*Chin-Ho Tsai1, Chih-Ying Yeh1, Dominikus Deka Dewangga1, Yui Kouketsu2, Masaki Enami3
(1.Department of Natural Resources & Environmental Studies, National Dong Hwa Univ., 2.Department of Earth & Planetary Sciences, Nagoya Univ., 3.Institute for Space-Earth Environmental Research, Nagoya Univ.)
Keywords:glaucophane, metasomatic zone, serpentinite, garnet, quartz-inclusion Raman barometry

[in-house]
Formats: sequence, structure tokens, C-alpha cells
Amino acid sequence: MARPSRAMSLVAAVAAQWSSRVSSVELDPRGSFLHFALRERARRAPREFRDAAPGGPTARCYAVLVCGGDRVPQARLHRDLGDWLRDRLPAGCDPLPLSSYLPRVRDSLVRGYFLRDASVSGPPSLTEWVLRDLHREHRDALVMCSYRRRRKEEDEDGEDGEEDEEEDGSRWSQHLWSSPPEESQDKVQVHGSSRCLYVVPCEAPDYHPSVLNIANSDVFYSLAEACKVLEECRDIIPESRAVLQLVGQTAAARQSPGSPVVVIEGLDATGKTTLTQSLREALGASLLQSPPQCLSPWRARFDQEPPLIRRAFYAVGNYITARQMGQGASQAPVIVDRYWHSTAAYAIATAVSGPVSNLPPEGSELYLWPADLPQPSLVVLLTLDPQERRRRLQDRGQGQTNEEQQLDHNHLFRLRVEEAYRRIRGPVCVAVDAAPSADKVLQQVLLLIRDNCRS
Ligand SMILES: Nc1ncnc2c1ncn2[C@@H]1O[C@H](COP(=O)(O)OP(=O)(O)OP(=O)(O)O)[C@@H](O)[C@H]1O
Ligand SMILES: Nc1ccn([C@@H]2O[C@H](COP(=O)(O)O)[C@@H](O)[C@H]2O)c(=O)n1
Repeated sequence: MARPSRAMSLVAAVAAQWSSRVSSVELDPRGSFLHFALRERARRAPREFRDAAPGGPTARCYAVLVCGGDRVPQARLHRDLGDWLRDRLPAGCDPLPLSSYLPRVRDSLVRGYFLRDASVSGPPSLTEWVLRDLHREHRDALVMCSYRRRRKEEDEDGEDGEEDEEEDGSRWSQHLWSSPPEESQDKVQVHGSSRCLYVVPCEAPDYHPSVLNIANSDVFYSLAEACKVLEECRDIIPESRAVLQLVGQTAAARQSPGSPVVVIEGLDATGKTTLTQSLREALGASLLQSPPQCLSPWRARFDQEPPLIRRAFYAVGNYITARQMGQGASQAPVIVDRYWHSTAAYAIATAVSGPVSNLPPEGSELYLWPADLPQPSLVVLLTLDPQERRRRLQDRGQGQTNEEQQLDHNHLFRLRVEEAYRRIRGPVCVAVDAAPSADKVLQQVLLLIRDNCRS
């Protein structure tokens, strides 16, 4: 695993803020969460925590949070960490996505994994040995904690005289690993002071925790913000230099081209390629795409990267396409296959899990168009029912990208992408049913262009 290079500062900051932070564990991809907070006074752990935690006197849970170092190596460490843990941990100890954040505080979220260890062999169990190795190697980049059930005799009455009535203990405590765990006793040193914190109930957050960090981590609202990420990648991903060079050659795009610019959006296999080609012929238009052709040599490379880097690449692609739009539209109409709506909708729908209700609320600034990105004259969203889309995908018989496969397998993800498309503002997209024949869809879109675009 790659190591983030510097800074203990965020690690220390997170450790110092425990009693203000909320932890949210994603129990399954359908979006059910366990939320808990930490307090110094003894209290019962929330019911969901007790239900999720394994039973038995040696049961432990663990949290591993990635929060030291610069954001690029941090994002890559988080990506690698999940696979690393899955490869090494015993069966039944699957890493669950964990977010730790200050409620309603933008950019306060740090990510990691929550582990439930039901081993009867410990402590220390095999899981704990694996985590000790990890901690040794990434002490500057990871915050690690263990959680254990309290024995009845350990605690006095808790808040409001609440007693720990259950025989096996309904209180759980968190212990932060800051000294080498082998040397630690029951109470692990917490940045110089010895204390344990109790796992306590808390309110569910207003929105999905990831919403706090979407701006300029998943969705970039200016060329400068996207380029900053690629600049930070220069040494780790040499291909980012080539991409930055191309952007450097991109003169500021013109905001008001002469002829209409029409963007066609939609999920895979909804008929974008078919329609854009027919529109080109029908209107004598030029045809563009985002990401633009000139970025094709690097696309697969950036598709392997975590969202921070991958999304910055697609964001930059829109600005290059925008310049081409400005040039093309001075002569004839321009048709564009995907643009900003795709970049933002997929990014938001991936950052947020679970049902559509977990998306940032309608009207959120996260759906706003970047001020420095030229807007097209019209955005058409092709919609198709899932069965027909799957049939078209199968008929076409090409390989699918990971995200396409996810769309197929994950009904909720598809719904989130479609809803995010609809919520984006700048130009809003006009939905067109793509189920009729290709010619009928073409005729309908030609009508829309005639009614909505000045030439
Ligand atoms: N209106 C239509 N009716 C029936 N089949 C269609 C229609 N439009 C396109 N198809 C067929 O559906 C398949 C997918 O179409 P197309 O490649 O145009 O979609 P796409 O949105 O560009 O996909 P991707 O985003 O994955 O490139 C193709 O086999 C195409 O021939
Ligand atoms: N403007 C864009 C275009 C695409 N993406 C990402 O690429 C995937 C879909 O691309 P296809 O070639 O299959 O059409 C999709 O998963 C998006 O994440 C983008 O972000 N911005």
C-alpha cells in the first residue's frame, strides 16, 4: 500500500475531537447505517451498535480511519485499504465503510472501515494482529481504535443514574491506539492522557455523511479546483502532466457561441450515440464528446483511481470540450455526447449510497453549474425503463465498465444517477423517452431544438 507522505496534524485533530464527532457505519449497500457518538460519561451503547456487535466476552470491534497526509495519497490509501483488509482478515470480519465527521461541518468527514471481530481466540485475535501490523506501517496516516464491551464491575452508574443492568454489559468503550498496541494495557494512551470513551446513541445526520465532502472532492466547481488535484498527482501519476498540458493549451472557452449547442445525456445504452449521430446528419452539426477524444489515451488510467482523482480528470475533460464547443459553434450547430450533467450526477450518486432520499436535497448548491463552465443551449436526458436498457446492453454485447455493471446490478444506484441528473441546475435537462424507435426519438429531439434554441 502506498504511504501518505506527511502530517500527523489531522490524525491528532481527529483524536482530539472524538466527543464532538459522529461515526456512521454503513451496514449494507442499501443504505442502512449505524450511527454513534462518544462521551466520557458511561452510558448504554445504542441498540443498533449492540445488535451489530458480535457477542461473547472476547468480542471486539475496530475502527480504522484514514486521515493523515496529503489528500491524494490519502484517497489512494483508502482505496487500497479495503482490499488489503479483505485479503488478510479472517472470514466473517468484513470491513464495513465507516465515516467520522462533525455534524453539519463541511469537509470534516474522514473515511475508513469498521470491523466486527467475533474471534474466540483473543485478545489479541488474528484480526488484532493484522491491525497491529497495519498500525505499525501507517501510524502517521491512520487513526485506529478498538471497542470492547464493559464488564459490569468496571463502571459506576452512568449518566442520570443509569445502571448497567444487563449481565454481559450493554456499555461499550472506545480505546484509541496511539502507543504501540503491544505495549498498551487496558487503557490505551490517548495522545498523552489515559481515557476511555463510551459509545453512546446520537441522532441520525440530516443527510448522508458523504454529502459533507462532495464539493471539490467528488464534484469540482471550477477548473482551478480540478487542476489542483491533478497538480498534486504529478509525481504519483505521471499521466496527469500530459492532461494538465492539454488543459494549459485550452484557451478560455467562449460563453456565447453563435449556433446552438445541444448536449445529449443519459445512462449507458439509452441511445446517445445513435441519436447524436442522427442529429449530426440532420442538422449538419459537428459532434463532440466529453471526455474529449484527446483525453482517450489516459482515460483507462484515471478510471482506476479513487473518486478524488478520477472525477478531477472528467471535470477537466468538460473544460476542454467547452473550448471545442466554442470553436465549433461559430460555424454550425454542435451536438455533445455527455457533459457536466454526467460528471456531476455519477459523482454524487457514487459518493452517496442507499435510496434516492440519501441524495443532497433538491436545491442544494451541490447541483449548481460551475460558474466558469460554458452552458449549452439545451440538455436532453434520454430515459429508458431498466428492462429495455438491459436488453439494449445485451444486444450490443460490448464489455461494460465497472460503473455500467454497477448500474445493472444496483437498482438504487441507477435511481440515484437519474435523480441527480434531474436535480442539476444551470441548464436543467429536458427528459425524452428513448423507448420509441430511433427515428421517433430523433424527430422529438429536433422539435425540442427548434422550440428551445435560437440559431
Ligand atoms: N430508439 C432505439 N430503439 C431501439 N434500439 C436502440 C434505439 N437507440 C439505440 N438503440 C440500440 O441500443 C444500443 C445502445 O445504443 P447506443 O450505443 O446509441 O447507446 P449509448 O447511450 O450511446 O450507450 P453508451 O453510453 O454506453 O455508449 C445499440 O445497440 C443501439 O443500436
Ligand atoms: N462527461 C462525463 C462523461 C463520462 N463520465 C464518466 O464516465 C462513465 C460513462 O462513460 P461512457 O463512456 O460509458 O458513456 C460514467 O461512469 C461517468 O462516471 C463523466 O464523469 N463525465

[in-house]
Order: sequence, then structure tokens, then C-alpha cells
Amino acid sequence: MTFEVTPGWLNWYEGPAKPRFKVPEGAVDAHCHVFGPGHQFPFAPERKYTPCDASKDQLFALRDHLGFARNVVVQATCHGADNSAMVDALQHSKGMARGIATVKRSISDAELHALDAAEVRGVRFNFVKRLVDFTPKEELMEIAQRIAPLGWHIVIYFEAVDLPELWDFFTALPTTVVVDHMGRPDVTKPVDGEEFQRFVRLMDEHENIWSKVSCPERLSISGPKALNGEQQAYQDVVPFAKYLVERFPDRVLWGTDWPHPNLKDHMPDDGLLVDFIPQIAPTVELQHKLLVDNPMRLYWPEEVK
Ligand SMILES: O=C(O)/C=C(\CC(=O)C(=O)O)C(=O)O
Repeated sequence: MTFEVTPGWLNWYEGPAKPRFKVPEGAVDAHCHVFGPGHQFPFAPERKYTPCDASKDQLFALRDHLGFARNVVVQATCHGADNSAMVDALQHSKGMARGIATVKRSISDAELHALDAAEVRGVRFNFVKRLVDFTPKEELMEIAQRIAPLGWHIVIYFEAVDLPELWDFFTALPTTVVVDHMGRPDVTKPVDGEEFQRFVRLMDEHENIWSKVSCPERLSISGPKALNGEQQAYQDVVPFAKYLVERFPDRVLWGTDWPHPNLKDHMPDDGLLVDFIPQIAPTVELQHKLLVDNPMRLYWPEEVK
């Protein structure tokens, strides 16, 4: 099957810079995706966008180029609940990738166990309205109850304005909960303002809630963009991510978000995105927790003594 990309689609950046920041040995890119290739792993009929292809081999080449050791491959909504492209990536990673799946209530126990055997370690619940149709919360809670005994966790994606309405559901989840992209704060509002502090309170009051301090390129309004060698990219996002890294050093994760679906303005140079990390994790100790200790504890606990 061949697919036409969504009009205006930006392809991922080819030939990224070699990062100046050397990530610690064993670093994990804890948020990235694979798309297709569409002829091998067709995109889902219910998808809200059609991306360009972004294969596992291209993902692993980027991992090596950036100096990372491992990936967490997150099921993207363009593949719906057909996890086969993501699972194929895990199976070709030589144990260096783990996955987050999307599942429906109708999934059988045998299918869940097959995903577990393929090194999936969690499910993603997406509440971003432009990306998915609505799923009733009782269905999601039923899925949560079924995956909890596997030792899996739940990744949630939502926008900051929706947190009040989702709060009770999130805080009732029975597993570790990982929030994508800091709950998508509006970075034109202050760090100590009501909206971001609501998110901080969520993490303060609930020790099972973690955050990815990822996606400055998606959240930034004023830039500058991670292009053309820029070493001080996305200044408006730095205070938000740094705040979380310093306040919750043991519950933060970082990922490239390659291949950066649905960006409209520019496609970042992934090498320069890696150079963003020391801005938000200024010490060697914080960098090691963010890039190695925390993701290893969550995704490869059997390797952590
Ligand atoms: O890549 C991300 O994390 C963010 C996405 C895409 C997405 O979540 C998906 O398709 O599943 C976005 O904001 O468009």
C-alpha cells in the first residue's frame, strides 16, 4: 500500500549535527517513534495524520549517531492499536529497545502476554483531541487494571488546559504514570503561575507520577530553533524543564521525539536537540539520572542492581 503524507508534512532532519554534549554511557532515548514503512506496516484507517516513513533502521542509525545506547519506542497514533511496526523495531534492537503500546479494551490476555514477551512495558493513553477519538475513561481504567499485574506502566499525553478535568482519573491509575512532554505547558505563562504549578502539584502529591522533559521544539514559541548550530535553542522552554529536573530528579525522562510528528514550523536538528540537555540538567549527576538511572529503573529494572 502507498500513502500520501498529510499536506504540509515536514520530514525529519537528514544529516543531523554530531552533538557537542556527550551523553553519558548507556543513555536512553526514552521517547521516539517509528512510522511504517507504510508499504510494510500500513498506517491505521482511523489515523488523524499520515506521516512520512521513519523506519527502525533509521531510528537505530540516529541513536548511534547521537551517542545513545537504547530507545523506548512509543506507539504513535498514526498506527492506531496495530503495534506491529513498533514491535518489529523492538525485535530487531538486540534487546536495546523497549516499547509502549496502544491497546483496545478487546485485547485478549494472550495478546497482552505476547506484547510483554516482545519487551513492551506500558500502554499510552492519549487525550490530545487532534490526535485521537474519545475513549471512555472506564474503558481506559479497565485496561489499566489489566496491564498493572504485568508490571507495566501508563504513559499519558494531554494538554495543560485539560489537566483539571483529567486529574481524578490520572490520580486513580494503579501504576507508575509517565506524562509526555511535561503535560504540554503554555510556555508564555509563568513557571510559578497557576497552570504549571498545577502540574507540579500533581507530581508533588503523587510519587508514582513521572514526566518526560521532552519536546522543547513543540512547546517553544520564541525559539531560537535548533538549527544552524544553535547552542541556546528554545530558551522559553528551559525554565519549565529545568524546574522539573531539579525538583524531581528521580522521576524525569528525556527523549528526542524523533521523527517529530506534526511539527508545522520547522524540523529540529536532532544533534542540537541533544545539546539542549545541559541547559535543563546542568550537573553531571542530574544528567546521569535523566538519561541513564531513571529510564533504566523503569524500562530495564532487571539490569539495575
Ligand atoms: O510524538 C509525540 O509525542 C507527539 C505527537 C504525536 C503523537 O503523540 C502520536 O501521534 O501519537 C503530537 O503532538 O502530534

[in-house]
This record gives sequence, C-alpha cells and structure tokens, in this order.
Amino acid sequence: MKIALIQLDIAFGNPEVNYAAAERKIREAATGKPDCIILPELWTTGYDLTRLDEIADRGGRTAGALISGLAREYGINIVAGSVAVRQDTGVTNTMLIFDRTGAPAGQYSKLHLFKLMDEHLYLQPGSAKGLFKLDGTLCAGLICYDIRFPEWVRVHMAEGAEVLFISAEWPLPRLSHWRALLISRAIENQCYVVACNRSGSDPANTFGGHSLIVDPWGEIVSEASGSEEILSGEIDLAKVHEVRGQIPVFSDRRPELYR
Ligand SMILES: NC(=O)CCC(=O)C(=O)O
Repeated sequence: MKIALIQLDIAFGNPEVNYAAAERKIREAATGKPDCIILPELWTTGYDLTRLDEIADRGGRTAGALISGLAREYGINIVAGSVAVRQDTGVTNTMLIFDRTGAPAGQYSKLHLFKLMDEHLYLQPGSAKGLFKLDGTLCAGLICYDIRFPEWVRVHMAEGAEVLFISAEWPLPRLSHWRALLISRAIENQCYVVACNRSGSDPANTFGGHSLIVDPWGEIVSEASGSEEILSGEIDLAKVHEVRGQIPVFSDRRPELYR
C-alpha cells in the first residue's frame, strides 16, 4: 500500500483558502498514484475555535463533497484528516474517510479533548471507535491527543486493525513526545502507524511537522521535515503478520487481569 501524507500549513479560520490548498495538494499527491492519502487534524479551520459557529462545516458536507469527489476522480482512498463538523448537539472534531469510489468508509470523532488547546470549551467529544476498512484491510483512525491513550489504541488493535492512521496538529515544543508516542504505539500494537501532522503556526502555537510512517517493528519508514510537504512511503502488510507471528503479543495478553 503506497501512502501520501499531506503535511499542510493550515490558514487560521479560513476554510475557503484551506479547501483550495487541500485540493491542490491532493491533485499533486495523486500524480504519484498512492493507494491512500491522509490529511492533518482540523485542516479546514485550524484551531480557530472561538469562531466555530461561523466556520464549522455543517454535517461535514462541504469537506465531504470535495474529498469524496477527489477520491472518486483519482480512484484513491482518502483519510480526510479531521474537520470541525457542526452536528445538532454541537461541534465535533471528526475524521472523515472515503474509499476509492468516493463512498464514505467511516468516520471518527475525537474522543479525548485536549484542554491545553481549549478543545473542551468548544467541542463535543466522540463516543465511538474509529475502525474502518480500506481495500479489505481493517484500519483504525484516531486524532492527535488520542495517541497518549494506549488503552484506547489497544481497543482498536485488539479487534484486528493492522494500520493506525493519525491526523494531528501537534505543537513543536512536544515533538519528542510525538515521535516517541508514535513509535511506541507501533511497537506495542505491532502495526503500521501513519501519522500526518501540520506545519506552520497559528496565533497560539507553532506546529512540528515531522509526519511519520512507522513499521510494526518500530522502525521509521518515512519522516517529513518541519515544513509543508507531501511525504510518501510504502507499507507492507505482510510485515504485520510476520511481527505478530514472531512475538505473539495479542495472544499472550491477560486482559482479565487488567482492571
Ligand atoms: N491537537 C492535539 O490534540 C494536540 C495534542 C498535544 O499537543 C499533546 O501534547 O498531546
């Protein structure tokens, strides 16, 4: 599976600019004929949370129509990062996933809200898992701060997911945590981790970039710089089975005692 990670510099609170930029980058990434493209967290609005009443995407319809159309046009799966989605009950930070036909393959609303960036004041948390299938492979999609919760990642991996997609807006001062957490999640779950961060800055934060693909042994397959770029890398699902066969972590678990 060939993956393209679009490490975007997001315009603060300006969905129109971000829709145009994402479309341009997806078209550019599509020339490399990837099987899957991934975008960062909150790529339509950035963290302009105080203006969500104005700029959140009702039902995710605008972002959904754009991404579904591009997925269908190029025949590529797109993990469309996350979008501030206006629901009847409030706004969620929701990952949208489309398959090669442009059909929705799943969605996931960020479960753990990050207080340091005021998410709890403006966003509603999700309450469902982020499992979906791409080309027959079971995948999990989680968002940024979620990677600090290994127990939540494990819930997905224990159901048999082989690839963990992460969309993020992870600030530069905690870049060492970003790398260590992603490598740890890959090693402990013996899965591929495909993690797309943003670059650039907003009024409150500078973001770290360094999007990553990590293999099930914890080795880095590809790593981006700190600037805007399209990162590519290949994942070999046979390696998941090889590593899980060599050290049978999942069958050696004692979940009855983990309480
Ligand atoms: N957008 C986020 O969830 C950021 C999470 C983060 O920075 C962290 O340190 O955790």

Previous reports of high-pressure (HP) metamorphism in the Yuli belt are mainly from meta-igneous and meta-volcaniclastic rocks, which are minor constituents within allochthonous metabasite-serpentinite blocks embedded in the dominant metasedimentary schists. By contrast, no HP minerals have yet been found in the metasedimentary rocks, whereas serpentinite is not suitable for pressure constraint. Thus skepticism on whether the Yuli belt is truly a HP metamorphic belt still exists. To solve this problem, we have investigated garnet-bearing pelitic schists using quartz-inclusion Raman spectroscopy barometry and surveyed the metasomatic zones around the Tsunkuanshan serpentinite body. Our Raman spectroscopic analyses on quartz inclusions in garnet from three metapelitic samples yielded residual (entrapment) pressures of 11-15 kbar at temperatures of 420-620°C (constrained by Raman spectra of carbonaceous material thermometry). These results are essentially consistent with those of HP metabasites, glaucophane schists, and metaplagiogranites in the Yuli belt by recent pseudosection modeling. In the Tsunkuanshan area, meter-scale metasomatic zones crop out at the contact between serpentinite and surrounding pelitic schists. We discovered rare early-stage glaucophane (crossite) in an intermediate amphibole-albite rich rock in the metasomatic zones. This new occurrence indicates that serpentinite bodies might have been incorporated into a (paleo) subduction channel and subsequently recrystallized together with the host metasediments in HP conditions. Both the new pressure-temperature constraints from metasedimentary rocks and the finding of blue amphibole in metasomatic zones around serpentinite bodies indicate that the Yuli belt was subject to ‘warm’ subduction metamorphism.